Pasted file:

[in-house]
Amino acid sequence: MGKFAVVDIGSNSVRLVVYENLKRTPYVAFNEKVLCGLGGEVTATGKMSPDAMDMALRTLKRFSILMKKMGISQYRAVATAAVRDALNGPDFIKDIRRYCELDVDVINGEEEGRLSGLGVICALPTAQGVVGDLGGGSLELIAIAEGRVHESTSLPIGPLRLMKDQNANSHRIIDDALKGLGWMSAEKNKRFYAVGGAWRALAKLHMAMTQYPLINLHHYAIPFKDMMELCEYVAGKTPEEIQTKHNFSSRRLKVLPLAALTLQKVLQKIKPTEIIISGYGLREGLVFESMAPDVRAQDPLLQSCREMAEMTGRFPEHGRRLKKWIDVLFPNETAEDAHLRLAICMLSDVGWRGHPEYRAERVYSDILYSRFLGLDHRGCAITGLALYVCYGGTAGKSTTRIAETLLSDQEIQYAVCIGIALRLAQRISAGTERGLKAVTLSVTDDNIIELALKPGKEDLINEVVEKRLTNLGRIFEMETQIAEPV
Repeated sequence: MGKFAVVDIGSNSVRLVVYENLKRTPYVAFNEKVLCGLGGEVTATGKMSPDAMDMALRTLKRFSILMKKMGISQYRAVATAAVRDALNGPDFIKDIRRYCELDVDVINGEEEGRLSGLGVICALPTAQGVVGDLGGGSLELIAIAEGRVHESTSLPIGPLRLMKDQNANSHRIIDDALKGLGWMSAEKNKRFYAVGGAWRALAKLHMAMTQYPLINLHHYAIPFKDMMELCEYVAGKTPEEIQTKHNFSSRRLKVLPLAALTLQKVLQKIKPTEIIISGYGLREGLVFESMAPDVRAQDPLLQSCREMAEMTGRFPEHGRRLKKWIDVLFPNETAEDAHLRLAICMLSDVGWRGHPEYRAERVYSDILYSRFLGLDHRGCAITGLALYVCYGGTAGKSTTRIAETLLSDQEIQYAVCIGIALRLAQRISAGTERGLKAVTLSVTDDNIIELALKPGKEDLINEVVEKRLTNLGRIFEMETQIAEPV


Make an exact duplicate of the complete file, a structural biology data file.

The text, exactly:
[in-house]
Amino acid sequence: MGKFAVVDIGSNSVRLVVYENLKRTPYVAFNEKVLCGLGGEVTATGKMSPDAMDMALRTLKRFSILMKKMGISQYRAVATAAVRDALNGPDFIKDIRRYCELDVDVINGEEEGRLSGLGVICALPTAQGVVGDLGGGSLELIAIAEGRVHESTSLPIGPLRLMKDQNANSHRIIDDALKGLGWMSAEKNKRFYAVGGAWRALAKLHMAMTQYPLINLHHYAIPFKDMMELCEYVAGKTPEEIQTKHNFSSRRLKVLPLAALTLQKVLQKIKPTEIIISGYGLREGLVFESMAPDVRAQDPLLQSCREMAEMTGRFPEHGRRLKKWIDVLFPNETAEDAHLRLAICMLSDVGWRGHPEYRAERVYSDILYSRFLGLDHRGCAITGLALYVCYGGTAGKSTTRIAETLLSDQEIQYAVCIGIALRLAQRISAGTERGLKAVTLSVTDDNIIELALKPGKEDLINEVVEKRLTNLGRIFEMETQIAEPV
Repeated sequence: MGKFAVVDIGSNSVRLVVYENLKRTPYVAFNEKVLCGLGGEVTATGKMSPDAMDMALRTLKRFSILMKKMGISQYRAVATAAVRDALNGPDFIKDIRRYCELDVDVINGEEEGRLSGLGVICALPTAQGVVGDLGGGSLELIAIAEGRVHESTSLPIGPLRLMKDQNANSHRIIDDALKGLGWMSAEKNKRFYAVGGAWRALAKLHMAMTQYPLINLHHYAIPFKDMMELCEYVAGKTPEEIQTKHNFSSRRLKVLPLAALTLQKVLQKIKPTEIIISGYGLREGLVFESMAPDVRAQDPLLQSCREMAEMTGRFPEHGRRLKKWIDVLFPNETAEDAHLRLAICMLSDVGWRGHPEYRAERVYSDILYSRFLGLDHRGCAITGLALYVCYGGTAGKSTTRIAETLLSDQEIQYAVCIGIALRLAQRISAGTERGLKAVTLSVTDDNIIELALKPGKEDLINEVVEKRLTNLGRIFEMETQIAEPV